* Pilar Gerasimo and her 101 Revolutionary Ways to be Healthy inspired the idea that cooking is a revolutionary act. To learn the other 100 revolutionary ways to be healthy, go to revolutionaryact.com or check out the app.

 

Originally published on my blog, DrHyman.com.

How Diet Soda Makes You Fat – and Other Food and Diet Industry Secrets (Part 2)

2vkzxh11Click here for part 1.

Being Overweight Is Not Your Fault

The food industry would have us believe that controlling our weight is about personal responsibility. Tell that to a 200 pound five-year-old with diabetes and liver failure. Our taste buds have been hijacked by the food and diet industry. We are programmed to like sweet, salt, and fat tastes.

And those slick combinations of sugar, fat and salt in junk and processed food have hijacked our taste buds, our brain chemistry, and our metabolism. These foods are biologically addictive. We are held hostage by the food industry and we blame ourselves.

This is food terrorism! The biggest threat to our lives is not Al Qaeda but Coca-Cola (and the other food industry giants)!

How does food addiction happen?

New research shows that industrial food full of processed sugars, fats, salt, and chemicals are powerfully addictive.

And sugar is the worst culprit.

One animal study found that sugar is more addictive than cocaine.

When rats were given the choice between mainline cocaine right into their veins or sweetened water (in fact, they used an artificial sweetener), they found that sugar was eight times more addictive than cocaine. Even the rats already addicted to cocaine switched over to diet drinks!

And what’s even more interesting is that while cocaine and heroin activate only one spot for pleasure in the brain, sugar lights up the brain like a pinball machine!

If these foods are addictive and drive overeating, then the whole idea of moderation just doesn’t work. Hey, just have that one line of cocaine or that one hit of heroin.

We can’t stop eating, but we can stop eating junk and sugar!

So we have to take back our taste buds, take back our brain chemistry, and take back our bodies from the food and diet industry.

How do we do that?

Bottom Line: By eating real food – chicken, fish, veggies, fruit, nuts, seeds, beans, and a little whole grains will reset your taste buds and your brain chemistry automatically.

Exercise Your Way to Weight Loss

The food industry and diet industry push exercise. Even Michelle Obama’s childhood obesity initiative focuses on exercise in its name, “Let’s Move”. But it should be really called “Let’s Eat Real Food.”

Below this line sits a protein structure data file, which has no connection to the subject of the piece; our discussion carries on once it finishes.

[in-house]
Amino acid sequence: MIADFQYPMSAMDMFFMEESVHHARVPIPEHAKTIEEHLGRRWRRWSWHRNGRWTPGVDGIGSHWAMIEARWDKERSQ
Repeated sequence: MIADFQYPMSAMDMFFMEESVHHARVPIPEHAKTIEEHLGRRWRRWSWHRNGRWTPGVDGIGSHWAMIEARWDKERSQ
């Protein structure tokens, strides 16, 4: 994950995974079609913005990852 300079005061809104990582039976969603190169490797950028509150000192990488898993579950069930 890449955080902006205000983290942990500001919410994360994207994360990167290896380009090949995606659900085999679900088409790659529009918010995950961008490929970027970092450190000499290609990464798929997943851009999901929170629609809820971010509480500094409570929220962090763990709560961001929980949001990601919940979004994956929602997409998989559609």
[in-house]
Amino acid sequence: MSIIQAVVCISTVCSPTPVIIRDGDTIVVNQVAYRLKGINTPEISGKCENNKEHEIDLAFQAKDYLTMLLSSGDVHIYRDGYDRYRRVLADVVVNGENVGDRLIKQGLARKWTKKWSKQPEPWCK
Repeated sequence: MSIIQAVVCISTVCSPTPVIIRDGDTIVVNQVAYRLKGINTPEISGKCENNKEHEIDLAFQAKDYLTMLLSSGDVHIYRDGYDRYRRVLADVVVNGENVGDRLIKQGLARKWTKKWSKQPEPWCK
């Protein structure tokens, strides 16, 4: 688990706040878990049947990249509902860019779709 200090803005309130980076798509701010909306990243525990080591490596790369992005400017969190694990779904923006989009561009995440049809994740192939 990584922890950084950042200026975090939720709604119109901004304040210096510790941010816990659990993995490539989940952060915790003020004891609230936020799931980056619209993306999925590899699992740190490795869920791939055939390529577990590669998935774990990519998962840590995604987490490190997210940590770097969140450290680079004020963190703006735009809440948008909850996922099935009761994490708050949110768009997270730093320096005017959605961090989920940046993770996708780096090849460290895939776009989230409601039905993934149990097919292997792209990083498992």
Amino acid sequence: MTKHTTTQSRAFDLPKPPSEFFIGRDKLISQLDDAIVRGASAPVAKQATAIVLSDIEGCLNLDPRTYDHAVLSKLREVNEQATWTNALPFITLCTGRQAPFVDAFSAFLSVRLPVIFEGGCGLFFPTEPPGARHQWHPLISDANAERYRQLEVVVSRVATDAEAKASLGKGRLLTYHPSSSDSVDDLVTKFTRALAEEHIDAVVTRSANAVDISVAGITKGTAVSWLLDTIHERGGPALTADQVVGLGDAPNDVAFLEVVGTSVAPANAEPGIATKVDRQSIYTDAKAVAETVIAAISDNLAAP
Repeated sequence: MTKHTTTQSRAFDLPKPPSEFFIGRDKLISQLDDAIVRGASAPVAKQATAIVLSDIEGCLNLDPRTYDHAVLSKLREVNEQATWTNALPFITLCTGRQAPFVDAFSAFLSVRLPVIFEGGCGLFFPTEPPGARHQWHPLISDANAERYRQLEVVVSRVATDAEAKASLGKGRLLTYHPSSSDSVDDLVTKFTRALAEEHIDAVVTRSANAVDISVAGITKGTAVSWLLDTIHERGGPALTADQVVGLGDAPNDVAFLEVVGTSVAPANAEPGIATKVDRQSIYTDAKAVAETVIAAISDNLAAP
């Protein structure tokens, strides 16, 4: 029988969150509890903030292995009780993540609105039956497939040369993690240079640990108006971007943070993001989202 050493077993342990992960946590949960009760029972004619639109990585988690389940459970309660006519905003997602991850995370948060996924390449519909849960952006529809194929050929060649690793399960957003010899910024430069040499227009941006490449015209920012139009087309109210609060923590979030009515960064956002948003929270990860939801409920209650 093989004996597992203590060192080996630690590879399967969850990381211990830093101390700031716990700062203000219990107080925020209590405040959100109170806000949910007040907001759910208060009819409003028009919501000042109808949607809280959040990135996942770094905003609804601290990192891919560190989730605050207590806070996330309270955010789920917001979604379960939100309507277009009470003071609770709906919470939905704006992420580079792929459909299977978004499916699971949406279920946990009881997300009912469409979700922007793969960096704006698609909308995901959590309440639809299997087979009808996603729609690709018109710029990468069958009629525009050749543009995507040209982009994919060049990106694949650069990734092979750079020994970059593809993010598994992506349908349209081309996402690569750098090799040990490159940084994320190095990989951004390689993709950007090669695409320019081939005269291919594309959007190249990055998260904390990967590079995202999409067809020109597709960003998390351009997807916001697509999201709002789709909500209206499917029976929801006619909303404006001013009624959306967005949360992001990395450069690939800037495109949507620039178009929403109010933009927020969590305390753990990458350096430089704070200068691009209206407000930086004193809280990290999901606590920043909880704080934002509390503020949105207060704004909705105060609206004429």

Here’s why. Sugar sweetened drinks make up about 15 percent of our calorie intake every day.

But you have to walk 4.5 miles to burn off one 20-ounce soda, which contains 15 teaspoons of sugar.

You have to run four miles a day for one week to burn off one super-size meal. If you have one super-size meal everyday you would have to run a marathon every day!

You can’t exercise your way out of bad diet – except if your run a marathon every day.

Drinking 32 ounces of Gatorade after a workout is a dumb idea, unless you run around like Kobe Bryant on the basketball court for 48 minutes. There are better ways to replenish your energy and electrolytes than colored sugar water with a few minerals sprinkled in.

To paraphrase my friend Bill Clinton, “It’s the food stupid!”

Bottom Line: Exercise is critical to long-term health and weight loss, but you can’t exercise your way out of a bad diet.

Thankfully science is shedding light on the ideas that keep us fat and sick. Unfortunately, scientists don’t have billion dollar marketing budgets. But we as a community of thinking people wanting real information can speak out, can spread the word and turn the tide of obesity and chronic disease together. Share this article with your community and friends.

Get started today! Get your copy of The Blood Sugar Solution Cookbook today. When you purchase this book from this link you will gain access to these exclusive Dr. Hyman bonuses:

  • 1-Week Gluten-Free Meal Plan – Maps out a full week of breakfasts, lunches and dinners PLUS all new recipes for these.
  • Access to Dr. Hyman’s Kitchen Videos – Including cooking demos, Fridge and Pantry makeover, supermarket shopping tips and more. Over 60 minutes of footage.
  • You will be invited to a live online presentation hosted by Dr. Hyman on March 27th, 2013.

Click here to learn more.

Please leave your thoughts by adding a comment below – but remember, we can’t offer personal medical advice online, so be sure to limit your comments to those about taking back our health!

 

Originally published on Dr. Hyman’s website.

Image sourced: Natural Running Center